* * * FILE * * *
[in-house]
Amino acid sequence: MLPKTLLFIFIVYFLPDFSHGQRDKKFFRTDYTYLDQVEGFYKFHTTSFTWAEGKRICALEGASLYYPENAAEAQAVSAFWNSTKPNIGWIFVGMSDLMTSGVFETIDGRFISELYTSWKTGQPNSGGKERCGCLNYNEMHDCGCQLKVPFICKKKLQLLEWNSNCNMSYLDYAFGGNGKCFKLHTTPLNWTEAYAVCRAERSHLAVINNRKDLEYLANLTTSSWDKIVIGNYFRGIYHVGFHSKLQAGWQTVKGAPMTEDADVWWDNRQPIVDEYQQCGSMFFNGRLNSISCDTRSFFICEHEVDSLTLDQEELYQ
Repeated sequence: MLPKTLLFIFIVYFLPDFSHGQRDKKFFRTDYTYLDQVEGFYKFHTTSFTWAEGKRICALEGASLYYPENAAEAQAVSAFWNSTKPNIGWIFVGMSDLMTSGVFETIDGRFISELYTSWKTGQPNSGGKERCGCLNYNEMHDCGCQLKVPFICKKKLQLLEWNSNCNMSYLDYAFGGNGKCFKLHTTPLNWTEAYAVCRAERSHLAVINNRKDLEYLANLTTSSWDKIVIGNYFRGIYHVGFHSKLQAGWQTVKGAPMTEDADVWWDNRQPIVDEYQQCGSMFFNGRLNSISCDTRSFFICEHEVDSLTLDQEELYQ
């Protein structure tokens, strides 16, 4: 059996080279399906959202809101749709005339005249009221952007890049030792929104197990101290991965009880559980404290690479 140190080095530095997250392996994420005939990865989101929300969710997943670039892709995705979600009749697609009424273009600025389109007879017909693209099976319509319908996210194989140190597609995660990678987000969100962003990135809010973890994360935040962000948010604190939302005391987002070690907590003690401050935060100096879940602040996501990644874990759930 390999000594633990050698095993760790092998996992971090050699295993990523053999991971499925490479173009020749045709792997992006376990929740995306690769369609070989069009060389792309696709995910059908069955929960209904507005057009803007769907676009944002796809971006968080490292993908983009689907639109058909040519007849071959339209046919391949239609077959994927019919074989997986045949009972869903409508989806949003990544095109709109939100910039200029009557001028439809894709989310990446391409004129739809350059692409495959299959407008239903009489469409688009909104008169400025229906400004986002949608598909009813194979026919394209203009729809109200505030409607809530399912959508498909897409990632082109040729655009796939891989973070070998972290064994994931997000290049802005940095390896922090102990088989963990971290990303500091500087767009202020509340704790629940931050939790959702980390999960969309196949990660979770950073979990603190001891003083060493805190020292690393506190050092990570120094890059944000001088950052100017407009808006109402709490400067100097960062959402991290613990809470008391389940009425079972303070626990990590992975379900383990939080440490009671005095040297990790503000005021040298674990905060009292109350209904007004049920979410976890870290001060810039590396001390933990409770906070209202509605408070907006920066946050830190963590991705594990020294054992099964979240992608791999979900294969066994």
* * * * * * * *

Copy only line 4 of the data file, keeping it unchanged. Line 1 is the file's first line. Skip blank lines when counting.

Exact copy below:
């Protein structure tokens, strides 16, 4: 059996080279399906959202809101749709005339005249009221952007890049030792929104197990101290991965009880559980404290690479 140190080095530095997250392996994420005939990865989101929300969710997943670039892709995705979600009749697609009424273009600025389109007879017909693209099976319509319908996210194989140190597609995660990678987000969100962003990135809010973890994360935040962000948010604190939302005391987002070690907590003690401050935060100096879940602040996501990644874990759930 390999000594633990050698095993760790092998996992971090050699295993990523053999991971499925490479173009020749045709792997992006376990929740995306690769369609070989069009060389792309696709995910059908069955929960209904507005057009803007769907676009944002796809971006968080490292993908983009689907639109058909040519007849071959339209046919391949239609077959994927019919074989997986045949009972869903409508989806949003990544095109709109939100910039200029009557001028439809894709989310990446391409004129739809350059692409495959299959407008239903009489469409688009909104008169400025229906400004986002949608598909009813194979026919394209203009729809109200505030409607809530399912959508498909897409990632082109040729655009796939891989973070070998972290064994994931997000290049802005940095390896922090102990088989963990971290990303500091500087767009202020509340704790629940931050939790959702980390999960969309196949990660979770950073979990603190001891003083060493805190020292690393506190050092990570120094890059944000001088950052100017407009808006109402709490400067100097960062959402991290613990809470008391389940009425079972303070626990990590992975379900383990939080440490009671005095040297990790503000005021040298674990905060009292109350209904007004049920979410976890870290001060810039590396001390933990409770906070209202509605408070907006920066946050830190963590991705594990020294054992099964979240992608791999979900294969066994």